My rating: 4 of 5 stars
Publication Date: July 26th, 2016
Publisher: St Martin’s Press
Point of View: 1st Person & Masculine
Recommended Age: 14+
Genres & Themes: Adult, Magical Realism, Contemporary
Fielding Bliss has never forgotten the summer of 1984: the year a heat wave scorched Breathed, Ohio. The year he became friends with the devil.
Sal seems to appear out of nowhere – a bruised and tattered thirteen-year-old boy claiming to be the devil himself answering an invitation. Fielding Bliss, the son of a local prosecutor, brings him home where he’s welcomed into the Bliss family, assuming he’s a runaway from a nearby farm town.
When word spreads that the devil has come to Breathed, not everyone is happy to welcome this self-proclaimed fallen angel. Murmurs follow him and tensions rise, along with the temperatures as an unbearable heat wave rolls into town right along with him.
As strange accidents start to occur, riled by the feverish heat, some in the town start to believe that Sal is exactly who he claims to be.
While the Bliss family wrestles with their own personal demons, a fanatic drives the town to the brink of a catastrophe that will change this sleepy Ohio backwater forever.
What an atmospheric book.
But don’t think that because it’s atmospheric, it’s necessarily wonderful, in the traditional sense of the word.
In fact, this is a very melancholic story. What is ‘‘wonderful’’ about it, though, is how the author pieced the story together.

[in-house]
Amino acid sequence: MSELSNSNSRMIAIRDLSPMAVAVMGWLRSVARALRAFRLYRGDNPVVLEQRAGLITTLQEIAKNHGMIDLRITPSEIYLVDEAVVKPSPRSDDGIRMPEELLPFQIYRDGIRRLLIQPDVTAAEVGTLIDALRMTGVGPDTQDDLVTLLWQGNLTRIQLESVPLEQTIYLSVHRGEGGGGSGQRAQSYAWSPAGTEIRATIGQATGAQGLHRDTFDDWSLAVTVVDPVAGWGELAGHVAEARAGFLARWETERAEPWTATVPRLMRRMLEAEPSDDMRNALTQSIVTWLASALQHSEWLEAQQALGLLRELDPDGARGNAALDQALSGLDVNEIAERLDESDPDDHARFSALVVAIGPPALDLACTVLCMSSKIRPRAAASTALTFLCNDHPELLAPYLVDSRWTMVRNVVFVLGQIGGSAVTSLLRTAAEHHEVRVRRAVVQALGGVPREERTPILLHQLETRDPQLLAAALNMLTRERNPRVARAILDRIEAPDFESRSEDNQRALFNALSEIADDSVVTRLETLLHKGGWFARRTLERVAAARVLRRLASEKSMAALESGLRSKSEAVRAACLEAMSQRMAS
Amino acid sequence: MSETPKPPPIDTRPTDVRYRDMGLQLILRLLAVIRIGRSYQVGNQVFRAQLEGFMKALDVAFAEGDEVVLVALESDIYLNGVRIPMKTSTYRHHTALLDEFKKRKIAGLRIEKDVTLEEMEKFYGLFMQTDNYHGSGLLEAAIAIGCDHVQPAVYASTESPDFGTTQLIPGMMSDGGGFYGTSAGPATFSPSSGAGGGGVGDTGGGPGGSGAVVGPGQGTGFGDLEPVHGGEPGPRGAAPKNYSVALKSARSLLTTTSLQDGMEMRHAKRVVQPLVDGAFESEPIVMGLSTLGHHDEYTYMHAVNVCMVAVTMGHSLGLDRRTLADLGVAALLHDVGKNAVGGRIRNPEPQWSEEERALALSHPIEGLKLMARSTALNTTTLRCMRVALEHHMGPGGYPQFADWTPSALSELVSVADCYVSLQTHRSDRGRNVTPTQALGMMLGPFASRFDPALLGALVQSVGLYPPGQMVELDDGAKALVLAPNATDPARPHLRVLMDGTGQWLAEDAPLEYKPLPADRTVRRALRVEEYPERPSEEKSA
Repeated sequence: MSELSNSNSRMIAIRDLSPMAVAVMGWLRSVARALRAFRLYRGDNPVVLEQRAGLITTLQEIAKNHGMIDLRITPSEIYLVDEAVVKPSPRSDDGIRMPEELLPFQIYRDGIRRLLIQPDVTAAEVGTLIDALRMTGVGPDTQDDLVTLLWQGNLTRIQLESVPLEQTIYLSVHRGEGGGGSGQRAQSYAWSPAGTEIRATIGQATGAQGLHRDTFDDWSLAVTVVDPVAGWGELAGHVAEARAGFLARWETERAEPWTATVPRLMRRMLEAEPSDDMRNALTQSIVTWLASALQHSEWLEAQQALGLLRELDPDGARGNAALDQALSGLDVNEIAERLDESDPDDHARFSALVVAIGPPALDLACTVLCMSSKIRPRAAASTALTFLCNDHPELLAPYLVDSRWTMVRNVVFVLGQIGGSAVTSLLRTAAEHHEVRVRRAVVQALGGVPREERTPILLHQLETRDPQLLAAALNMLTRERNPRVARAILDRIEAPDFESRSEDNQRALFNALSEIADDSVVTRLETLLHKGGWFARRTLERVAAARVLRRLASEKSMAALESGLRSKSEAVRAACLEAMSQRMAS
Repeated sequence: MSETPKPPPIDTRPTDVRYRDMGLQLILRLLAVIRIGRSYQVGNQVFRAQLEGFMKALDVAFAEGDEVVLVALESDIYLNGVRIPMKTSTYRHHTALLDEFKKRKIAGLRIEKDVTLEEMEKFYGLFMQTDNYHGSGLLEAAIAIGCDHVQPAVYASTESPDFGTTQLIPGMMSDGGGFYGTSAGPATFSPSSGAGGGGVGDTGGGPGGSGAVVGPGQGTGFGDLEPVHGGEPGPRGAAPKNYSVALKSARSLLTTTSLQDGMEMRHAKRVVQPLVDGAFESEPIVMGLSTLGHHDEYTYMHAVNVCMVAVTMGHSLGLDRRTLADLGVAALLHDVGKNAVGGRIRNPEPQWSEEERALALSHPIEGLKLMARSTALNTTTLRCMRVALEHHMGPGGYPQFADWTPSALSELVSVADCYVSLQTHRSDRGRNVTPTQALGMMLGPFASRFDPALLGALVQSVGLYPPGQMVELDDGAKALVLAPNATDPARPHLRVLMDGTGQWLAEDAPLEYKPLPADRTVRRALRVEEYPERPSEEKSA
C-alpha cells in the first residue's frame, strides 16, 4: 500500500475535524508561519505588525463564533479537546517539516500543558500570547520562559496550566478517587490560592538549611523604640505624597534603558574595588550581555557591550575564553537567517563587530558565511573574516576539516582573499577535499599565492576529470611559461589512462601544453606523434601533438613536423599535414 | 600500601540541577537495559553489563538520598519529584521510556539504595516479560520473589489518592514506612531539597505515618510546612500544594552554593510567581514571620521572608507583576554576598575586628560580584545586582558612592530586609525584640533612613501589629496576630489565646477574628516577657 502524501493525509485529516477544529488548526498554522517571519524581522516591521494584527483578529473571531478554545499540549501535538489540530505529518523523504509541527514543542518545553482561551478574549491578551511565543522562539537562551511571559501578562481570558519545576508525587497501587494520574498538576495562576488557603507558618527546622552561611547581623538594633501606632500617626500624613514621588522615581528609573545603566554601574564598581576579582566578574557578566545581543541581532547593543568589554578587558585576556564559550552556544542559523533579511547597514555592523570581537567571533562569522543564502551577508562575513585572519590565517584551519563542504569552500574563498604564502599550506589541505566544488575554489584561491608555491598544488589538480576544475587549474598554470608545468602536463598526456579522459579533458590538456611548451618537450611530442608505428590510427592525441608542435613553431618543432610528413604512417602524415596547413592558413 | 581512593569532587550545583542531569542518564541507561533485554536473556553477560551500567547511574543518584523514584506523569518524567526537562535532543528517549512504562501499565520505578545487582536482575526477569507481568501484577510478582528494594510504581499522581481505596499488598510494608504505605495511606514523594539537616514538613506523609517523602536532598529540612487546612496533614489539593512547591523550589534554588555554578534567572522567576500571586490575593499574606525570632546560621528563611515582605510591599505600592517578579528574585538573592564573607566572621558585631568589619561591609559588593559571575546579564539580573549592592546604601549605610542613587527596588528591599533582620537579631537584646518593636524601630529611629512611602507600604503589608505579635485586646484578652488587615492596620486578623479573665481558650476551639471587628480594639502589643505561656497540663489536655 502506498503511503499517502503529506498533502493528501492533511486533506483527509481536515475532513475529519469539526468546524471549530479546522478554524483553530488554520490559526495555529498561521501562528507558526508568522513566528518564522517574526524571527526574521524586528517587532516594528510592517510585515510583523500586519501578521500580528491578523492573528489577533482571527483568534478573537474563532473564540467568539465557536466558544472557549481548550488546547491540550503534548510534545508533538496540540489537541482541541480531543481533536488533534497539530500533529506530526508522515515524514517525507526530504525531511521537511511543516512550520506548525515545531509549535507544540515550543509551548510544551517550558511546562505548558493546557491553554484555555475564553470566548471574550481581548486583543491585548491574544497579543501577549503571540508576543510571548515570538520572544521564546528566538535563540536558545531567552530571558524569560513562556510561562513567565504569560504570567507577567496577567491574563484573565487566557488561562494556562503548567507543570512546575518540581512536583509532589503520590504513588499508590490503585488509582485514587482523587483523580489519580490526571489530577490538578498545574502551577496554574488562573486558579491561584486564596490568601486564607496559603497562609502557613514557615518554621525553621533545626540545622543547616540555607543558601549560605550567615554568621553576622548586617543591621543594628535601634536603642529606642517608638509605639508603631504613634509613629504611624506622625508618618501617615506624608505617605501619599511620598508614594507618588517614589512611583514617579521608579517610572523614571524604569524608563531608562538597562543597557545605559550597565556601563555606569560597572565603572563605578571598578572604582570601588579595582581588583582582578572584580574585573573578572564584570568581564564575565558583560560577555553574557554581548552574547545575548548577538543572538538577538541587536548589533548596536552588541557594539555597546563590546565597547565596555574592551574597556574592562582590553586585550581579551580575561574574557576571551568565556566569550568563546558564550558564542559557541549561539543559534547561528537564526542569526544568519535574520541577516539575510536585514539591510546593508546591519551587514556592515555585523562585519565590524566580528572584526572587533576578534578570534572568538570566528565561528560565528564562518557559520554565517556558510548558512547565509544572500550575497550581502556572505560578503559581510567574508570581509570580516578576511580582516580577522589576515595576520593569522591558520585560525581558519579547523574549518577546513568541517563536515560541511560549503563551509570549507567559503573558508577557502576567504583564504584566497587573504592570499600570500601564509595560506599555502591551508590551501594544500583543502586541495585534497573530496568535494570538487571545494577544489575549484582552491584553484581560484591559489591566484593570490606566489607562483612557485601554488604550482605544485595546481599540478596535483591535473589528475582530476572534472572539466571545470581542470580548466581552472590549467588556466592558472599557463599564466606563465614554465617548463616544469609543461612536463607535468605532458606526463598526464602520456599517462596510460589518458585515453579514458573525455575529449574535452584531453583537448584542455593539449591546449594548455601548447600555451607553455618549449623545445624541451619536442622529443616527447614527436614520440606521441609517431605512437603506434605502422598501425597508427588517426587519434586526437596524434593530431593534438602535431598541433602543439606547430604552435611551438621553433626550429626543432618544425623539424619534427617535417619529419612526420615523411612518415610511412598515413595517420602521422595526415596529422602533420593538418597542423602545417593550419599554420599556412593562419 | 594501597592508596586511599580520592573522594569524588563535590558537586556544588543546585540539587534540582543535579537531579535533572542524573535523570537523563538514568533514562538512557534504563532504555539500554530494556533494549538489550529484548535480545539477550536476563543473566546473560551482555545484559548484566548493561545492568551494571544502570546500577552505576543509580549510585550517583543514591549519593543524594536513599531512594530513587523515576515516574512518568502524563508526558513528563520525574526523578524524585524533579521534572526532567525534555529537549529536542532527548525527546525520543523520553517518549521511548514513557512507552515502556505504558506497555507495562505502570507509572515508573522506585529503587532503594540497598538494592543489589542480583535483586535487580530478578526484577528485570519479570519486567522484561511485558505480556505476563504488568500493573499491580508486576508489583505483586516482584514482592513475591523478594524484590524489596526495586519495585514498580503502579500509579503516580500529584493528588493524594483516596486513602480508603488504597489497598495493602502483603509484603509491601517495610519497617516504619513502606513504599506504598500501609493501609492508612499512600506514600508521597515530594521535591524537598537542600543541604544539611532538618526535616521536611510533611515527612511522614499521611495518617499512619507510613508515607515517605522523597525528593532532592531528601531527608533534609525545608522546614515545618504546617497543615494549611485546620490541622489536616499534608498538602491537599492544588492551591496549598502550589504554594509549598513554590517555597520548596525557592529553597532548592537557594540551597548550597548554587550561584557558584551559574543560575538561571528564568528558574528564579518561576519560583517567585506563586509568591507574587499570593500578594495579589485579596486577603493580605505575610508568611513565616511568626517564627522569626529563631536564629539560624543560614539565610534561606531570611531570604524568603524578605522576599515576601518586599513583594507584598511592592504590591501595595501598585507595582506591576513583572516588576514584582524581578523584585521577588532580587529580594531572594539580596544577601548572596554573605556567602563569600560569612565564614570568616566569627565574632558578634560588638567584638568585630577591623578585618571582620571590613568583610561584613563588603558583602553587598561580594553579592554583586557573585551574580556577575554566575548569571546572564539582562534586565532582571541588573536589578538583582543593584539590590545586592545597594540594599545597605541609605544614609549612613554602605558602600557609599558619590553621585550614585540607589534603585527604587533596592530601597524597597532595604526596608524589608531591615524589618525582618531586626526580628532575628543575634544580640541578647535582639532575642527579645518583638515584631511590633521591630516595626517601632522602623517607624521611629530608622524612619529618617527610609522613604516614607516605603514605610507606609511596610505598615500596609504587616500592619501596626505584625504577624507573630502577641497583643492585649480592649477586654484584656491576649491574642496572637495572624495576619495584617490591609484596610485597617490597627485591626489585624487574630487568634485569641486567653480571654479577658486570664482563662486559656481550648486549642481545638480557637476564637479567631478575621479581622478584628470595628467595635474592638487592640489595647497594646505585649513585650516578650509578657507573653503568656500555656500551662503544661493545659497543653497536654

We follow Fielding when he is a young teen and meets Sal AKA the Devil, but we also meet him at different points in his life – when he is a new adult, a middle-aged man and even a grandparent’s age!
Multiple people have mentioned this already, but this is not a happy book. I don’t know what you’re expecting out of it, by reading the blurb, but I hope it’s not humour, adventure or romance, because this is not what this is about.
Some of the things that make this book more ‘‘unhappy’’ than ‘‘happy’’ is all the discrimination against people of color and LGBT people that is represented (in good context), as well as Fielding’s personality later in life. He is not the same Fielding he was in his teen years. Not at all.
And so, as I was reading the story, I kept wondering: Why? Why has he changed so much? What made him so cynical and negative and a little bit (very) crazy?
Like I said, the way the author pieced the story together is one great thing about this book. We may go back and forth in time, but our attention never falters. On the contrary, because it makes us ask questions, it keeps us invested in the story.
Also, only FYI, there is no ‘‘plot’’ exactly, a little bit like ‘‘Aristotle and Dante Discover the Secrets of the Universe’’ or ‘‘All the Wonderful Things,’’ so things are not progressing at a fast pace.
But go with the flow, because it’s worth it!
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